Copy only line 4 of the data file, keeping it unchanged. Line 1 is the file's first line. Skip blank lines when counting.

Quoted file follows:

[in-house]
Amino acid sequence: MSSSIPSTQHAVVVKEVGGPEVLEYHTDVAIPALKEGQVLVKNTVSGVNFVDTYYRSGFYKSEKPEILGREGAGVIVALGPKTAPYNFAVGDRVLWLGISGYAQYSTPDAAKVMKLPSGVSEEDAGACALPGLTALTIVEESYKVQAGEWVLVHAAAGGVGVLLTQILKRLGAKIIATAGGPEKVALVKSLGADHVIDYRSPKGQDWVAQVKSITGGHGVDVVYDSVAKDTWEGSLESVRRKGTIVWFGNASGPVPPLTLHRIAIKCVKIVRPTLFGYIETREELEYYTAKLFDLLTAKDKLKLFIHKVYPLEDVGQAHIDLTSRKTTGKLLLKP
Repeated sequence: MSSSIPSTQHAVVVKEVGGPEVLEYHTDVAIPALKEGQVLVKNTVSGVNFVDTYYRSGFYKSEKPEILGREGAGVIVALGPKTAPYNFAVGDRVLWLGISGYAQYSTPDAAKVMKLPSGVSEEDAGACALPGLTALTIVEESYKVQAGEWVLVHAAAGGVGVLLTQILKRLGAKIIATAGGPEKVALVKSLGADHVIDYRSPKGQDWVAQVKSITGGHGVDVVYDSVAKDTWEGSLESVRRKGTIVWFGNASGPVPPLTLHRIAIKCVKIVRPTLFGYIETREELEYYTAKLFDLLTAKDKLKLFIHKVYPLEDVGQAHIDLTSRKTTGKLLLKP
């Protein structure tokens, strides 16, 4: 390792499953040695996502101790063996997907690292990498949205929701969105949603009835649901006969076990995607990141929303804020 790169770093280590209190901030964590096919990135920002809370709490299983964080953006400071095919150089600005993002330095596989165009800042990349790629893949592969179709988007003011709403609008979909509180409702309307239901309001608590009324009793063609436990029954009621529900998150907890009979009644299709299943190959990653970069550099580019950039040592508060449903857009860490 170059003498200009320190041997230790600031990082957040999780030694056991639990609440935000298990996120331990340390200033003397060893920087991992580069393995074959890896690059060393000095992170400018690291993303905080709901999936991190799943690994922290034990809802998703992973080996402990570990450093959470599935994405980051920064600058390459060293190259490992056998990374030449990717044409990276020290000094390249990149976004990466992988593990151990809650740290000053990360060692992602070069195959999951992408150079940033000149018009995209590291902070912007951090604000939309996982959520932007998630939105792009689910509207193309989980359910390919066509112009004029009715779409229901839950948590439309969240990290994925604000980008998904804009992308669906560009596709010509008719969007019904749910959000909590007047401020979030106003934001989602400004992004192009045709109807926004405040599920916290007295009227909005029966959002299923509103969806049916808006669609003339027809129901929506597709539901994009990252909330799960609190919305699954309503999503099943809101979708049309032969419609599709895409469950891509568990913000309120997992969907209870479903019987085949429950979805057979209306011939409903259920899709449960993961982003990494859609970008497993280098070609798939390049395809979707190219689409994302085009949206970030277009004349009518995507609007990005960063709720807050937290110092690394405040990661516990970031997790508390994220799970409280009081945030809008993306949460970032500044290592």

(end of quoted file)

């Protein structure tokens, strides 16, 4: 390792499953040695996502101790063996997907690292990498949205929701969105949603009835649901006969076990995607990141929303804020 790169770093280590209190901030964590096919990135920002809370709490299983964080953006400071095919150089600005993002330095596989165009800042990349790629893949592969179709988007003011709403609008979909509180409702309307239901309001608590009324009793063609436990029954009621529900998150907890009979009644299709299943190959990653970069550099580019950039040592508060449903857009860490 170059003498200009320190041997230790600031990082957040999780030694056991639990609440935000298990996120331990340390200033003397060893920087991992580069393995074959890896690059060393000095992170400018690291993303905080709901999936991190799943690994922290034990809802998703992973080996402990570990450093959470599935994405980051920064600058390459060293190259490992056998990374030449990717044409990276020290000094390249990149976004990466992988593990151990809650740290000053990360060692992602070069195959999951992408150079940033000149018009995209590291902070912007951090604000939309996982959520932007998630939105792009689910509207193309989980359910390919066509112009004029009715779409229901839950948590439309969240990290994925604000980008998904804009992308669906560009596709010509008719969007019904749910959000909590007047401020979030106003934001989602400004992004192009045709109807926004405040599920916290007295009227909005029966959002299923509103969806049916808006669609003339027809129901929506597709539901994009990252909330799960609190919305699954309503999503099943809101979708049309032969419609599709895409469950891509568990913000309120997992969907209870479903019987085949429950979805057979209306011939409903259920899709449960993961982003990494859609970008497993280098070609798939390049395809979707190219689409994302085009949206970030277009004349009518995507609007990005960063709720807050937290110092690394405040990661516990970031997790508390994220799970409280009081945030809008993306949460970032500044290592």